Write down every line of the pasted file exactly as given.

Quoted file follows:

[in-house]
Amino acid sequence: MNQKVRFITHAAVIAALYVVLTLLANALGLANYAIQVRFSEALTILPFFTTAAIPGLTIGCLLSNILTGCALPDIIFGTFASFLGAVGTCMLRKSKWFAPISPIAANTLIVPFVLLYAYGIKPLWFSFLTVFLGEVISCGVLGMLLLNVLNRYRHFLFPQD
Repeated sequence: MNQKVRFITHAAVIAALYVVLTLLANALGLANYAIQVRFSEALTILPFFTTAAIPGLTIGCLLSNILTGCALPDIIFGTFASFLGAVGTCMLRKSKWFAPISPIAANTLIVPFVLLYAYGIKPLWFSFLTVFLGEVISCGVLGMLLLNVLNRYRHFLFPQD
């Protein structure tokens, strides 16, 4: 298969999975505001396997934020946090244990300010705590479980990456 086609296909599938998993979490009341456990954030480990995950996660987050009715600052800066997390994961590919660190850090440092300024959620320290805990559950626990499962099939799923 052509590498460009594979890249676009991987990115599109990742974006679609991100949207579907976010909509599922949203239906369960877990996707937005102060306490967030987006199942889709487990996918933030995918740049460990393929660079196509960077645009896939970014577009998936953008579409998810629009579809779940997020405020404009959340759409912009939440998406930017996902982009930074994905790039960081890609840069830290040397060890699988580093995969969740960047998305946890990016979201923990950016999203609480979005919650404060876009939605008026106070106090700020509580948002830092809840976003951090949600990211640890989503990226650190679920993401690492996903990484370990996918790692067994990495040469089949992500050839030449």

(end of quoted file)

[in-house]
Amino acid sequence: MNQKVRFITHAAVIAALYVVLTLLANALGLANYAIQVRFSEALTILPFFTTAAIPGLTIGCLLSNILTGCALPDIIFGTFASFLGAVGTCMLRKSKWFAPISPIAANTLIVPFVLLYAYGIKPLWFSFLTVFLGEVISCGVLGMLLLNVLNRYRHFLFPQD
Repeated sequence: MNQKVRFITHAAVIAALYVVLTLLANALGLANYAIQVRFSEALTILPFFTTAAIPGLTIGCLLSNILTGCALPDIIFGTFASFLGAVGTCMLRKSKWFAPISPIAANTLIVPFVLLYAYGIKPLWFSFLTVFLGEVISCGVLGMLLLNVLNRYRHFLFPQD
């Protein structure tokens, strides 16, 4: 298969999975505001396997934020946090244990300010705590479980990456 086609296909599938998993979490009341456990954030480990995950996660987050009715600052800066997390994961590919660190850090440092300024959620320290805990559950626990499962099939799923 052509590498460009594979890249676009991987990115599109990742974006679609991100949207579907976010909509599922949203239906369960877990996707937005102060306490967030987006199942889709487990996918933030995918740049460990393929660079196509960077645009896939970014577009998936953008579409998810629009579809779940997020405020404009959340759409912009939440998406930017996902982009930074994905790039960081890609840069830290040397060890699988580093995969969740960047998305946890990016979201923990950016999203609480979005919650404060876009939605008026106070106090700020509580948002830092809840976003951090949600990211640890989503990226650190679920993401690492996903990484370990996918790692067994990495040469089949992500050839030449």